Survival Guide to Police Custody in France - Episode 1: Know your rights

February 23, 2024

Author: Alice Ouaknine

6 mn - read time

What is a “garde à vue” ?

The French “garde à vue” is a custodial measure implemented on the grounds that there are one or more reasons to believe that a person has committed, or attempted to commit, an offence punishable by imprisonment.

From the outset of police custody, the detainee is informed of several rights:

Right to be assisted by an interpreter

If the detainee does not understand French, he or she must be informed of his or her rights by an interpreter, in a language he or she understands.

The interpreter must be notified as soon as possible. In the meantime, the detainee must be given a written form for immediate information.

The notification of the detainee’s rights may be made by telephone.

If the detainee has asked for an interpreter, he or she should not be asked to sign any document, or to participate in any interview, without an interpreter.

Right to notify the consular authorities

If the detainee is of foreign nationality, he or she may contact the consular authorities of his or her country.

He or she should however know that the embassy only ensures that he or she is not being mistreated because of his or her nationality.

As long as the detainee is being given the same rights as a French national in the same scenario, The Embassy will not intervene on his or her behalf.

Right to be informed of the purpose, nature and duration of the detention

The detainee has the right to be informed of the purpose of the police custody, the exact legal qualification of the criminal offense he or she is suspected to have committed, as well as the presumed date and place of commission of the offense.

The detainee also has the right to be informed of the duration of the police custody.

To read more about this right, consult the Survival Guide to Police Custody in France - Episode 2: Understand why you're here.

Right to be assisted by a lawyer

The detainee may be assisted by a chosen lawyer or, failing that, by a public defender.

Anyone in police custody is strongly advised to avail oneself of this right.

Even if his or her personal lawyer is not available or cannot travel to France, a public defender must be requested.

Right to notify a relative and your employer

The detainee can notify a close relative, listed by law: a person with whom he or she usually lives, his or her direct relatives, a brother or sister.

He or she also has the right to notify his employer.

Be careful: these two rights are sometimes combined; however, the detainee can notify both these persons, and he or she cannot be asked to choose between the two.

Right to remain silent

The detainee must be informed of his or her right, during police interviews and after having declared his identity, to answer the questions asked by the police officers or to remain silent.

This right is fundamental as it is part of the privilege against self-incrimination, protected by the European Convention on Human Rights.

Right to be examined by a doctor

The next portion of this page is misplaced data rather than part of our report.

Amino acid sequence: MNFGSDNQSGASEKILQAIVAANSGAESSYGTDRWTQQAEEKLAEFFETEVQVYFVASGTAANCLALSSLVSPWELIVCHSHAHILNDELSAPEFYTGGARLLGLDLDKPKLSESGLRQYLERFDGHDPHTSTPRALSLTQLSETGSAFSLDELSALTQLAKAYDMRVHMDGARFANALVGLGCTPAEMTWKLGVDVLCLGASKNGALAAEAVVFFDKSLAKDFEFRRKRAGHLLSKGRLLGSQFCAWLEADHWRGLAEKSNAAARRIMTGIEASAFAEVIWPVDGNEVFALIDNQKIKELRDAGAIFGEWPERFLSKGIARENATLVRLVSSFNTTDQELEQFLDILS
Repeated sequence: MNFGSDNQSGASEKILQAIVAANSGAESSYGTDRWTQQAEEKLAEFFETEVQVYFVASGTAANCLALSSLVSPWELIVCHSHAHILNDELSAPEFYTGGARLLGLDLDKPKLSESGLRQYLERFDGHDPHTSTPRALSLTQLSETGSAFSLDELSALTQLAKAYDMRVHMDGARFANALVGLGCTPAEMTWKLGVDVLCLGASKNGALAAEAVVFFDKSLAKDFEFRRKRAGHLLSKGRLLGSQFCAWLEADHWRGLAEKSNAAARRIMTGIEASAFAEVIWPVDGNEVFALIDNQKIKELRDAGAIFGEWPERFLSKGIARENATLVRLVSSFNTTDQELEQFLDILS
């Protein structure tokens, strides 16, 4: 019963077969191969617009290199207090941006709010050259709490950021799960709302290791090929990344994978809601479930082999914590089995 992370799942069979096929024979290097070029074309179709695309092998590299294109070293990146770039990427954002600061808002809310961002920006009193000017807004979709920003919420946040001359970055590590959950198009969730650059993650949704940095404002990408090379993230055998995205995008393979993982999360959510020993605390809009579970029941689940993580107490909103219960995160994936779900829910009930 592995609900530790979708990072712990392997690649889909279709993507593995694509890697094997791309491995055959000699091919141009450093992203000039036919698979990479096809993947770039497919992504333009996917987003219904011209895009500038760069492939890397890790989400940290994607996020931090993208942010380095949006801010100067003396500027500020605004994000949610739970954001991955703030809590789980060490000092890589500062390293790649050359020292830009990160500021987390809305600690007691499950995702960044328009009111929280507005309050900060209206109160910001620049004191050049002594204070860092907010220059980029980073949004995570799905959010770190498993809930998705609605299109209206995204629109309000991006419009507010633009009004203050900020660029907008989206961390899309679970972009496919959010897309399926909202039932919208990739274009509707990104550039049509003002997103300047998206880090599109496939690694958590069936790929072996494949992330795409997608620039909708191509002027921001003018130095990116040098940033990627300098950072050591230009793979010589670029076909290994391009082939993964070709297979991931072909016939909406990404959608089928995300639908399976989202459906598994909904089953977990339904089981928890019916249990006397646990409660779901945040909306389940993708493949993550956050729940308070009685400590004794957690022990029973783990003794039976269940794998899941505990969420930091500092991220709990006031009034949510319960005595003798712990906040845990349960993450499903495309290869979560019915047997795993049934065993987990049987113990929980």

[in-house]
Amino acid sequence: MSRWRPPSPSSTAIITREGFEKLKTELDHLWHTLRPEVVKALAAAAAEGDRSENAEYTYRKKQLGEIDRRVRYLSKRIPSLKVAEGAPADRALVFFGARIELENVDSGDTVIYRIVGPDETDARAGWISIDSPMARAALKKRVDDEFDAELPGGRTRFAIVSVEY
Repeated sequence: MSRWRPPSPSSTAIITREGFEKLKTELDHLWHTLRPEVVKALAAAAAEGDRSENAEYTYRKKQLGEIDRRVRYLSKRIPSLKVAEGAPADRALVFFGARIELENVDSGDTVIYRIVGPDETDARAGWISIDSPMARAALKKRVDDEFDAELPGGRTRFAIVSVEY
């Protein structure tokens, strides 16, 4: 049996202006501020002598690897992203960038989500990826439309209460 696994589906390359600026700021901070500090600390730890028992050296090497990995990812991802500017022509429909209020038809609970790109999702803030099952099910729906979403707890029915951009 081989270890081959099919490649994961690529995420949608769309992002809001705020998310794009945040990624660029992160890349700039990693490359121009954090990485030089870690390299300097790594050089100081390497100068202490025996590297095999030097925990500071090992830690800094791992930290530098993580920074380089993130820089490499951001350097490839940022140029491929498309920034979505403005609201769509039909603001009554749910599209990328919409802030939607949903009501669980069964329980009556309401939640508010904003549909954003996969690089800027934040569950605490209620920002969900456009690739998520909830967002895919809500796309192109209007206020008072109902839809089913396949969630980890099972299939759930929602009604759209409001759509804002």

The detainee can ask to be examined by a doctor designated by the public prosecutor or the police officer in charge.

Unless there are exceptional circumstances, the doctor must be notified within three hours of the person's request.

The examination most frequently takes place at the police station where the detainee is being kept in custody.

Unless the doctor decides otherwise, the medical examination must be carried out out of sight and hearing, to ensure dignity and professional secrecy.

The medical examination is used to determine whether the person's state of health is compatible with police custody.

In the event of incompatibility, custody must be lifted as soon as possible.

In practice:

Exercise your rights

Don't be fooled into thinking that the police custody will go "faster" if you don't see a doctor, ask for an interpreter, or call a lawyer.

Carefully read the report notifying your rights

Be sure to read the report notifying your rights before signing it: this is where the rights you have requested will be recorded.

If there is an error on the notification report, and one of the rights you have requested does not appear, ask for it to be amended and/or do not sign it.

Ask to speak with your relative

Police officers often simply call the relatives in question themselves, without giving the detainee the opportunity to speak to them directly.

However, the detainee can explicitly ask to communicate directly with his or her relative, subject to the police officer's agreement, in a telephone conversation lasting no more than 30 minutes and taking place under his or her supervision.

Ask to be examined by a doctor

Requesting a doctor's visit is advised, even for someone in good health: it enables the detainee to take a "break" from the often-lengthy time spent in police custody, and to get out of the cell for a few moments.

If in doubt, ask for an interpreter

It is advisable to ask for an interpreter if you understand French approximately but are not completely fluent.

Indeed, legal terms or technicalities may be used during the various stages of police custody, and you need to ensure that you understand everything perfectly.

The police officers are not interpreters and must not translate the acts for you.